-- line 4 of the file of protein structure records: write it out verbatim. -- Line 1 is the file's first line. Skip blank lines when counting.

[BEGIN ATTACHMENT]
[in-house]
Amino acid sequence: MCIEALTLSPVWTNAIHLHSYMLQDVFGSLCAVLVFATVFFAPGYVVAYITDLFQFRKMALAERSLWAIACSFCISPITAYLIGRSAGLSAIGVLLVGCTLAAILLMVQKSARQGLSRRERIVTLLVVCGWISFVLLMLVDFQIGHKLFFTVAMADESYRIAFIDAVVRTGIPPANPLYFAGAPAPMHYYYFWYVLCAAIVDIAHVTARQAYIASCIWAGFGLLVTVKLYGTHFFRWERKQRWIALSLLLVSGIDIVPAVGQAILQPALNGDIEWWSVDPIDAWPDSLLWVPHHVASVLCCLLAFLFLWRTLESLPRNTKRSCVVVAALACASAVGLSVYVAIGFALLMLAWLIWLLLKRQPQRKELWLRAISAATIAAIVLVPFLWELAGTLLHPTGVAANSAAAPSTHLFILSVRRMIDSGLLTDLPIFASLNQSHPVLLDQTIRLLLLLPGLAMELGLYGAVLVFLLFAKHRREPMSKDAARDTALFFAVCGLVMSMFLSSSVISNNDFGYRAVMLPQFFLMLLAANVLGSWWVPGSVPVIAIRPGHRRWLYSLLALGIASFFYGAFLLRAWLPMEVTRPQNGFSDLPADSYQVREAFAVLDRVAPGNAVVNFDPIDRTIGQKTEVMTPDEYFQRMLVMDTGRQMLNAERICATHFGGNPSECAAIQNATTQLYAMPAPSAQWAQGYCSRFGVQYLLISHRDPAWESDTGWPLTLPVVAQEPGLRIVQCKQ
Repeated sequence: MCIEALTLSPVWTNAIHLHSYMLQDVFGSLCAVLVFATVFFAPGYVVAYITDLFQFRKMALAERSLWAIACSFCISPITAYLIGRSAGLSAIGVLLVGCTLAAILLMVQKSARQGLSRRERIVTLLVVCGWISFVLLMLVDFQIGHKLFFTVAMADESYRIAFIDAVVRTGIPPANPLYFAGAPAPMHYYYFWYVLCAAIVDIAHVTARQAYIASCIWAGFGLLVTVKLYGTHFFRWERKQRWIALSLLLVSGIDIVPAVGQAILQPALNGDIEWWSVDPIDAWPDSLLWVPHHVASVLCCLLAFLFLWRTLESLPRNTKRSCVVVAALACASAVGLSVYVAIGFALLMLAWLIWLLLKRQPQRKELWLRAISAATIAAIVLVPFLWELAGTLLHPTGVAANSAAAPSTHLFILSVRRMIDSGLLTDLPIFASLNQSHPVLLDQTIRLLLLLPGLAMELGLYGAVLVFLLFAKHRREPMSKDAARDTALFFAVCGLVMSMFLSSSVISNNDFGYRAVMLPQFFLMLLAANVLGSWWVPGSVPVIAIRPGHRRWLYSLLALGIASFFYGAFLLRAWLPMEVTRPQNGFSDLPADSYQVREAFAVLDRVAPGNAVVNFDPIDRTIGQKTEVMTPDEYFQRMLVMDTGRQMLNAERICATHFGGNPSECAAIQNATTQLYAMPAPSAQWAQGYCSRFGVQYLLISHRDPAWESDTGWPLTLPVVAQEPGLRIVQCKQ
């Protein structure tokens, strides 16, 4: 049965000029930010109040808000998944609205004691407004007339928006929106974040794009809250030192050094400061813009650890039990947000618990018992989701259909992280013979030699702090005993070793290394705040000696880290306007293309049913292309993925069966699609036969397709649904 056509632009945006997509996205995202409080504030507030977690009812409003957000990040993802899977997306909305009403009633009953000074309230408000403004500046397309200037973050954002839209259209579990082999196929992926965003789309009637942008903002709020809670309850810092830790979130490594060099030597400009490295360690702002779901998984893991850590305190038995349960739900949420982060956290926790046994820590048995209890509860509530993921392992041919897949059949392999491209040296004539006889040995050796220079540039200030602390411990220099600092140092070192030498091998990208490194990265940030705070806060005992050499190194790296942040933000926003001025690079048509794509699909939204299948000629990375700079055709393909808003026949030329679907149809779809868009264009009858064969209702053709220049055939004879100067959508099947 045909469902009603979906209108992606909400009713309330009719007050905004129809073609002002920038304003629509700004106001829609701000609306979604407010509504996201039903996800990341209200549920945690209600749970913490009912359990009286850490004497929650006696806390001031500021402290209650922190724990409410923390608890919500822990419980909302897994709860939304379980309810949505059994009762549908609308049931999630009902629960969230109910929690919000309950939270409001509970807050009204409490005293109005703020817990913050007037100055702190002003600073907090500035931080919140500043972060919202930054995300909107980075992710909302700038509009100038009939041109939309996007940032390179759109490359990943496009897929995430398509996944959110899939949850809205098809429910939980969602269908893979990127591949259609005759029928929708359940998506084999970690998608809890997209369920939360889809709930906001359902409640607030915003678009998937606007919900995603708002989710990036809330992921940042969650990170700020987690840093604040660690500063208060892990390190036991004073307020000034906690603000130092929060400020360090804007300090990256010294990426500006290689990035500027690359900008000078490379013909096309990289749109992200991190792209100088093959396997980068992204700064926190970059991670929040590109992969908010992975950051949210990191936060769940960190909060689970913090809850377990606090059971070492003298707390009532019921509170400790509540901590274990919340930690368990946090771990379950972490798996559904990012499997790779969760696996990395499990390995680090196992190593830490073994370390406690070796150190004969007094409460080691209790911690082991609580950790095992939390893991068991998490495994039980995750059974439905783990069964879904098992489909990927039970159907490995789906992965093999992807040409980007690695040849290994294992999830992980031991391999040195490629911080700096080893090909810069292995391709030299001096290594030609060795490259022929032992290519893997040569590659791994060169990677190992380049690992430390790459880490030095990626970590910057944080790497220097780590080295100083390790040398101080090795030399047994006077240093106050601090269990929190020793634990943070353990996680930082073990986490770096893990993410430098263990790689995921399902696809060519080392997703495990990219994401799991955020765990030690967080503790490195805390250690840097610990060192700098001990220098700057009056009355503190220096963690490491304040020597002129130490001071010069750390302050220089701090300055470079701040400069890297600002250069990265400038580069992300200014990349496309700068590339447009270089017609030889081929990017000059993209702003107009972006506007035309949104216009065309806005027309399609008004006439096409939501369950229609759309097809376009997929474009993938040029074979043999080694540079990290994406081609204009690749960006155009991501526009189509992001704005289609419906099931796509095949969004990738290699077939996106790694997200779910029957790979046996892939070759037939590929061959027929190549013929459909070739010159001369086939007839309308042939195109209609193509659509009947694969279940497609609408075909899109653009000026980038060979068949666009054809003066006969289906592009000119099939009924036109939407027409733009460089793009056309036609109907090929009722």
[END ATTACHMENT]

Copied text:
């Protein structure tokens, strides 16, 4: 049965000029930010109040808000998944609205004691407004007339928006929106974040794009809250030192050094400061813009650890039990947000618990018992989701259909992280013979030699702090005993070793290394705040000696880290306007293309049913292309993925069966699609036969397709649904 056509632009945006997509996205995202409080504030507030977690009812409003957000990040993802899977997306909305009403009633009953000074309230408000403004500046397309200037973050954002839209259209579990082999196929992926965003789309009637942008903002709020809670309850810092830790979130490594060099030597400009490295360690702002779901998984893991850590305190038995349960739900949420982060956290926790046994820590048995209890509860509530993921392992041919897949059949392999491209040296004539006889040995050796220079540039200030602390411990220099600092140092070192030498091998990208490194990265940030705070806060005992050499190194790296942040933000926003001025690079048509794509699909939204299948000629990375700079055709393909808003026949030329679907149809779809868009264009009858064969209702053709220049055939004879100067959508099947 045909469902009603979906209108992606909400009713309330009719007050905004129809073609002002920038304003629509700004106001829609701000609306979604407010509504996201039903996800990341209200549920945690209600749970913490009912359990009286850490004497929650006696806390001031500021402290209650922190724990409410923390608890919500822990419980909302897994709860939304379980309810949505059994009762549908609308049931999630009902629960969230109910929690919000309950939270409001509970807050009204409490005293109005703020817990913050007037100055702190002003600073907090500035931080919140500043972060919202930054995300909107980075992710909302700038509009100038009939041109939309996007940032390179759109490359990943496009897929995430398509996944959110899939949850809205098809429910939980969602269908893979990127591949259609005759029928929708359940998506084999970690998608809890997209369920939360889809709930906001359902409640607030915003678009998937606007919900995603708002989710990036809330992921940042969650990170700020987690840093604040660690500063208060892990390190036991004073307020000034906690603000130092929060400020360090804007300090990256010294990426500006290689990035500027690359900008000078490379013909096309990289749109992200991190792209100088093959396997980068992204700064926190970059991670929040590109992969908010992975950051949210990191936060769940960190909060689970913090809850377990606090059971070492003298707390009532019921509170400790509540901590274990919340930690368990946090771990379950972490798996559904990012499997790779969760696996990395499990390995680090196992190593830490073994370390406690070796150190004969007094409460080691209790911690082991609580950790095992939390893991068991998490495994039980995750059974439905783990069964879904098992489909990927039970159907490995789906992965093999992807040409980007690695040849290994294992999830992980031991391999040195490629911080700096080893090909810069292995391709030299001096290594030609060795490259022929032992290519893997040569590659791994060169990677190992380049690992430390790459880490030095990626970590910057944080790497220097780590080295100083390790040398101080090795030399047994006077240093106050601090269990929190020793634990943070353990996680930082073990986490770096893990993410430098263990790689995921399902696809060519080392997703495990990219994401799991955020765990030690967080503790490195805390250690840097610990060192700098001990220098700057009056009355503190220096963690490491304040020597002129130490001071010069750390302050220089701090300055470079701040400069890297600002250069990265400038580069992300200014990349496309700068590339447009270089017609030889081929990017000059993209702003107009972006506007035309949104216009065309806005027309399609008004006439096409939501369950229609759309097809376009997929474009993938040029074979043999080694540079990290994406081609204009690749960006155009991501526009189509992001704005289609419906099931796509095949969004990738290699077939996106790694997200779910029957790979046996892939070759037939590929061959027929190549013929459909070739010159001369086939007839309308042939195109209609193509659509009947694969279940497609609408075909899109653009000026980038060979068949666009054809003066006969289906592009000119099939009924036109939407027409733009460089793009056309036609109907090929009722």